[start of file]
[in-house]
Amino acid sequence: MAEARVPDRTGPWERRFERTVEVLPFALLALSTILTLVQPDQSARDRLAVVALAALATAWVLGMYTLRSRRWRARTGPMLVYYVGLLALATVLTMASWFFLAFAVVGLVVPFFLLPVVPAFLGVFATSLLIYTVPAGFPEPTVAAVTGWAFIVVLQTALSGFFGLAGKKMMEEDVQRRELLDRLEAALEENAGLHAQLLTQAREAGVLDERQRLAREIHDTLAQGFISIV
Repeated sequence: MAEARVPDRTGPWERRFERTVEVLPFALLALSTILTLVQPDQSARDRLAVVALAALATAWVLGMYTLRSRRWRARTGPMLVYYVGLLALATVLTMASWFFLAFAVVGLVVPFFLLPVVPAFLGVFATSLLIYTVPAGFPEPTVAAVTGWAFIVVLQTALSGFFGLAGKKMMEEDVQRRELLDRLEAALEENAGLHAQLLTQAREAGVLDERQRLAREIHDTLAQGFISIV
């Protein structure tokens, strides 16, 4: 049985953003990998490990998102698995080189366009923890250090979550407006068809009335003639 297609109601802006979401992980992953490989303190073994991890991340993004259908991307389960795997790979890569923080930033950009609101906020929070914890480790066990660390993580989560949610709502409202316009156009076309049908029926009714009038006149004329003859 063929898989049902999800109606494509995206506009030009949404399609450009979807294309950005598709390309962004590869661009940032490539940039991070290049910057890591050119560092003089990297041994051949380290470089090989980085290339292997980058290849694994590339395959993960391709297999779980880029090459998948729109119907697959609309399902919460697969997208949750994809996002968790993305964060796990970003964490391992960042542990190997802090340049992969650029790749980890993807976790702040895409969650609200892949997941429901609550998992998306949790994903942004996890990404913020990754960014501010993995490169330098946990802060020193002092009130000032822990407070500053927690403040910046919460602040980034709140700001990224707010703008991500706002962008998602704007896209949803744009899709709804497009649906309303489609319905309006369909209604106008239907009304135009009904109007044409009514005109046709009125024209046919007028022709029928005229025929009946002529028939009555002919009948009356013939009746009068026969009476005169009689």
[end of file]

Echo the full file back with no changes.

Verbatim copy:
[in-house]
Amino acid sequence: MAEARVPDRTGPWERRFERTVEVLPFALLALSTILTLVQPDQSARDRLAVVALAALATAWVLGMYTLRSRRWRARTGPMLVYYVGLLALATVLTMASWFFLAFAVVGLVVPFFLLPVVPAFLGVFATSLLIYTVPAGFPEPTVAAVTGWAFIVVLQTALSGFFGLAGKKMMEEDVQRRELLDRLEAALEENAGLHAQLLTQAREAGVLDERQRLAREIHDTLAQGFISIV
Repeated sequence: MAEARVPDRTGPWERRFERTVEVLPFALLALSTILTLVQPDQSARDRLAVVALAALATAWVLGMYTLRSRRWRARTGPMLVYYVGLLALATVLTMASWFFLAFAVVGLVVPFFLLPVVPAFLGVFATSLLIYTVPAGFPEPTVAAVTGWAFIVVLQTALSGFFGLAGKKMMEEDVQRRELLDRLEAALEENAGLHAQLLTQAREAGVLDERQRLAREIHDTLAQGFISIV
């Protein structure tokens, strides 16, 4: 049985953003990998490990998102698995080189366009923890250090979550407006068809009335003639 297609109601802006979401992980992953490989303190073994991890991340993004259908991307389960795997790979890569923080930033950009609101906020929070914890480790066990660390993580989560949610709502409202316009156009076309049908029926009714009038006149004329003859 063929898989049902999800109606494509995206506009030009949404399609450009979807294309950005598709390309962004590869661009940032490539940039991070290049910057890591050119560092003089990297041994051949380290470089090989980085290339292997980058290849694994590339395959993960391709297999779980880029090459998948729109119907697959609309399902919460697969997208949750994809996002968790993305964060796990970003964490391992960042542990190997802090340049992969650029790749980890993807976790702040895409969650609200892949997941429901609550998992998306949790994903942004996890990404913020990754960014501010993995490169330098946990802060020193002092009130000032822990407070500053927690403040910046919460602040980034709140700001990224707010703008991500706002962008998602704007896209949803744009899709709804497009649906309303489609319905309006369909209604106008239907009304135009009904109007044409009514005109046709009125024209046919007028022709029928005229025929009946002529028939009555002919009948009356013939009746009068026969009476005169009689």